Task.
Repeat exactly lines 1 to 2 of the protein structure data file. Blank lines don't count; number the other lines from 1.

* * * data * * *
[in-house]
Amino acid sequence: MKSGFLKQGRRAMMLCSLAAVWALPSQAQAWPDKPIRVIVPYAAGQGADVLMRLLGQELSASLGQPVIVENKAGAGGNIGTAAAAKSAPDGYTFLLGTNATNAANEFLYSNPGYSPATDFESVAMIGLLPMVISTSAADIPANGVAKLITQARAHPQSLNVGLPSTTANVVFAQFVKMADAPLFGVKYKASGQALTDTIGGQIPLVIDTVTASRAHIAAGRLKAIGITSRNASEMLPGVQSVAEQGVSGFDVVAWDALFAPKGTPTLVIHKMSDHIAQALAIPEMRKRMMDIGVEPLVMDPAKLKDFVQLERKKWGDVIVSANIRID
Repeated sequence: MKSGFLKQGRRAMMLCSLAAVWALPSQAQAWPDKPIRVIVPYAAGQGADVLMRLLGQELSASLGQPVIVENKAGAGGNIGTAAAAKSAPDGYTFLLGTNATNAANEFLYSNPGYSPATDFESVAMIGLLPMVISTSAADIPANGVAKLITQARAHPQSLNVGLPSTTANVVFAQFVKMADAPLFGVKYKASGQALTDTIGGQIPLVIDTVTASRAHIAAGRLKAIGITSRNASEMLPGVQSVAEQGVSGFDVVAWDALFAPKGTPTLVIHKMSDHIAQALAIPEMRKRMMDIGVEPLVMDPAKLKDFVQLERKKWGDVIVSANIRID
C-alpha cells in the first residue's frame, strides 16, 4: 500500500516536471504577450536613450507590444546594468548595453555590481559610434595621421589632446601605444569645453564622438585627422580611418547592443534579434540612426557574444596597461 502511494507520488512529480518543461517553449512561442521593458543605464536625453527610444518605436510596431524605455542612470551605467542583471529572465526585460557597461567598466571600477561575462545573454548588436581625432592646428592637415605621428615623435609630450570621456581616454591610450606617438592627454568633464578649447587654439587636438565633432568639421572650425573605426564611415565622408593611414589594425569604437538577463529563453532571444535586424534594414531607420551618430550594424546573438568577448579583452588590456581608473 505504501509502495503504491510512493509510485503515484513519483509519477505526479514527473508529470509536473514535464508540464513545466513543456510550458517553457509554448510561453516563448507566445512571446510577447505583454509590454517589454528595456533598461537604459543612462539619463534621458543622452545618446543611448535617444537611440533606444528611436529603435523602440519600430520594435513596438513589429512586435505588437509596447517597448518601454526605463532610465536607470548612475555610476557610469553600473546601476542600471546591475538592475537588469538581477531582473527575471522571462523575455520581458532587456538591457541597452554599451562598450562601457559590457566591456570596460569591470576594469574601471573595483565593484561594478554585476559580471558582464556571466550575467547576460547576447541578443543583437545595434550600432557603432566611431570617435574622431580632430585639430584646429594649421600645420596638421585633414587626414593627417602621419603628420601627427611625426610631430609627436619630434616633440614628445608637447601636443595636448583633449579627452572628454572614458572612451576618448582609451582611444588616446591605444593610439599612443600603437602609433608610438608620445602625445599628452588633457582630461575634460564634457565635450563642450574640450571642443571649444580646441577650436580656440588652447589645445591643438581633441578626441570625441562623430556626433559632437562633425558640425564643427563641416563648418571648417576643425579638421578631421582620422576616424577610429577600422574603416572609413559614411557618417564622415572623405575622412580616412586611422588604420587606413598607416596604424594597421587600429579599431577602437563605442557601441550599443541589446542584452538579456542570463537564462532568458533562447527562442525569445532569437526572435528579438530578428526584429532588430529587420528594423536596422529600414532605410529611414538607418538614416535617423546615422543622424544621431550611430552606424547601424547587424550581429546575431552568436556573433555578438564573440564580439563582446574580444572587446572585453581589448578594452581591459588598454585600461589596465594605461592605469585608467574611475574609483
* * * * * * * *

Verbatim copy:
[in-house]
Amino acid sequence: MKSGFLKQGRRAMMLCSLAAVWALPSQAQAWPDKPIRVIVPYAAGQGADVLMRLLGQELSASLGQPVIVENKAGAGGNIGTAAAAKSAPDGYTFLLGTNATNAANEFLYSNPGYSPATDFESVAMIGLLPMVISTSAADIPANGVAKLITQARAHPQSLNVGLPSTTANVVFAQFVKMADAPLFGVKYKASGQALTDTIGGQIPLVIDTVTASRAHIAAGRLKAIGITSRNASEMLPGVQSVAEQGVSGFDVVAWDALFAPKGTPTLVIHKMSDHIAQALAIPEMRKRMMDIGVEPLVMDPAKLKDFVQLERKKWGDVIVSANIRID